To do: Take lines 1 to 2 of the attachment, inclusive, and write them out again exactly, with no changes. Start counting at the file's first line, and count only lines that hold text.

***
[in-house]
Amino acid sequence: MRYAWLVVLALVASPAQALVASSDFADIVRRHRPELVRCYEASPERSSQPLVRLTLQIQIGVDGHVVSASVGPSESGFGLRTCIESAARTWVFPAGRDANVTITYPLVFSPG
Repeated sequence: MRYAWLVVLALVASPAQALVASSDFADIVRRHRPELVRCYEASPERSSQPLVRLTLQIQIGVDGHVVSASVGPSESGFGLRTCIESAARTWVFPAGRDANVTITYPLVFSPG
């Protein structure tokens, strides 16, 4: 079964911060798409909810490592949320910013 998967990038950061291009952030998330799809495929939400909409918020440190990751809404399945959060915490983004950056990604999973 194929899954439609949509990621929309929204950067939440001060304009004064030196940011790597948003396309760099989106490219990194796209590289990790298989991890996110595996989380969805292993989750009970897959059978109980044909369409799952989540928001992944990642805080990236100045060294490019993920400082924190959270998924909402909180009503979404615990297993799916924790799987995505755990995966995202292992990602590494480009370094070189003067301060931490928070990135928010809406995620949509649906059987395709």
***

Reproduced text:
[in-house]
Amino acid sequence: MRYAWLVVLALVASPAQALVASSDFADIVRRHRPELVRCYEASPERSSQPLVRLTLQIQIGVDGHVVSASVGPSESGFGLRTCIESAARTWVFPAGRDANVTITYPLVFSPG